Of course, I spread the wealth among friends who were known to imbibe, passing most of the largesse around at club rates, which is to say cost. Most of them managed to avoid the virus. But I didn’t think the experiment would pass peer review.
Fast-forward to last week. Judging from the reaction, much of Canada was shocked to learn that everything we knew about the negative effects of drinking alcohol was wrong. There is no safe amount and what was being touted as ‘low-risk’ was a measly two drinks per week. Week! Must be a typo.
The study, by the Canadian Centre on Substance Use and Addiction (CCSA) upended the old guidelines of 15 drinks per week. Well, heck, just look at their title. Biased much?
But for the rest of the week, you couldn’t read a newspaper or watch a news cast or dip your toe into social media—I didn’t but people have told me—without wondering whether you’d slid down a time warp back to pre-prohibition days. I half expected to see a resurrection of the Woman’s Christian Temperance Union, though to be fair, I wouldn’t be gauche enough to ascribe it any particular gender, so don’t get your knickers in a knot. It’s just a historical reference.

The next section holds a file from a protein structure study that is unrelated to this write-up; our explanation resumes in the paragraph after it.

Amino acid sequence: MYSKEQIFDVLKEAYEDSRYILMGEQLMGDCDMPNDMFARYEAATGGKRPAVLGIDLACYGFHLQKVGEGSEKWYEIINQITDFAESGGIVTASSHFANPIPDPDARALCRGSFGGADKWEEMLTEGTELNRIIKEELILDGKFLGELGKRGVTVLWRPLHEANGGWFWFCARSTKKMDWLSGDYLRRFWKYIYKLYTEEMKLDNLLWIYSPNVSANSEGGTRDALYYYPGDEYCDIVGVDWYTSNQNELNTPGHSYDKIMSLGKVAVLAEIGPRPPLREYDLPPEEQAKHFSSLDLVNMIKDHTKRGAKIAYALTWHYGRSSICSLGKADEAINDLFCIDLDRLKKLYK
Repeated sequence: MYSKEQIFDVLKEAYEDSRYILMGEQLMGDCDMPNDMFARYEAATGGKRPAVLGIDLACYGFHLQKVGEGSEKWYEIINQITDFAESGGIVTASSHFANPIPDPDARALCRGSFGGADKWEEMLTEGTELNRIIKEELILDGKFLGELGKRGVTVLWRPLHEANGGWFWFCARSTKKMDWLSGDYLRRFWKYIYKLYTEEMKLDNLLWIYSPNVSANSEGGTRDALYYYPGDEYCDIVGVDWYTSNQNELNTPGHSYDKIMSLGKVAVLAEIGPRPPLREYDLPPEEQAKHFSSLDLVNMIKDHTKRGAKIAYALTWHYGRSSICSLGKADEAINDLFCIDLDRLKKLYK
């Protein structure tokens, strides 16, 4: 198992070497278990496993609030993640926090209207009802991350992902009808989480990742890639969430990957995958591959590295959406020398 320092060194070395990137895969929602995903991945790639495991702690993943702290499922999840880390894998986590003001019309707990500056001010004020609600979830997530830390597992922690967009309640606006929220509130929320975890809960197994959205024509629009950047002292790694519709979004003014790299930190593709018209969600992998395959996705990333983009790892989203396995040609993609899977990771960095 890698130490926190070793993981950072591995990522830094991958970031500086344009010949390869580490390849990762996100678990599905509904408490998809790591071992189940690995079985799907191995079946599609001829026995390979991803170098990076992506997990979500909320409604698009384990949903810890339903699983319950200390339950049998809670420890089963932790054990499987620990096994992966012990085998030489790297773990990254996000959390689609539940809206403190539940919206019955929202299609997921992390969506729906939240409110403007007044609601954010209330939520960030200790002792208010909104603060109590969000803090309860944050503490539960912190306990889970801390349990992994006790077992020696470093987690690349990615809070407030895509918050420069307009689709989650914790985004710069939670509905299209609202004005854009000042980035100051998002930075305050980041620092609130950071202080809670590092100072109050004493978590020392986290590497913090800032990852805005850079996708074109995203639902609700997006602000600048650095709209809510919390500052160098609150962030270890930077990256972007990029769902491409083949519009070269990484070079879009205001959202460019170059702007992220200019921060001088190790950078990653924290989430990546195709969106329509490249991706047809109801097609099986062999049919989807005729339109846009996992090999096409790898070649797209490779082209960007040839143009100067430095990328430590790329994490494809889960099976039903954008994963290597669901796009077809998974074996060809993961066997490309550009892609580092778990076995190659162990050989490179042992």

There has already been some backlash to the CCSA study. In an opinion piece in the Globe and Mail last Friday, Dan Malleck, a professor in Brock University’s department of Health Sciences, pointed out some sobering facts about the recommendations. Most notably—and certainly appealing to a math nerd—was the study’s focus on relative, as opposed to absolute, risk of developing various maladies.
As he pointed out, while the study cited a nearly 100-per-cent risk increase for larynx cancer, the baseline for that form of cancer is roughly 0.0197 per cent of Canadians. Less than two per 10,000. Double that and you still don’t have enough people for a hand of bridge.
So while devil drink still wreaks havoc among far too many people, most of whom will ignore these guidelines as they’ve ignored past ones, if you tend to lead a healthy lifestyle, exercise, don’t smoke, etc., you’re likely in more danger from stressing over the new guidelines than you are to enjoy that glass of wine with your dinner or wee dram in the evening.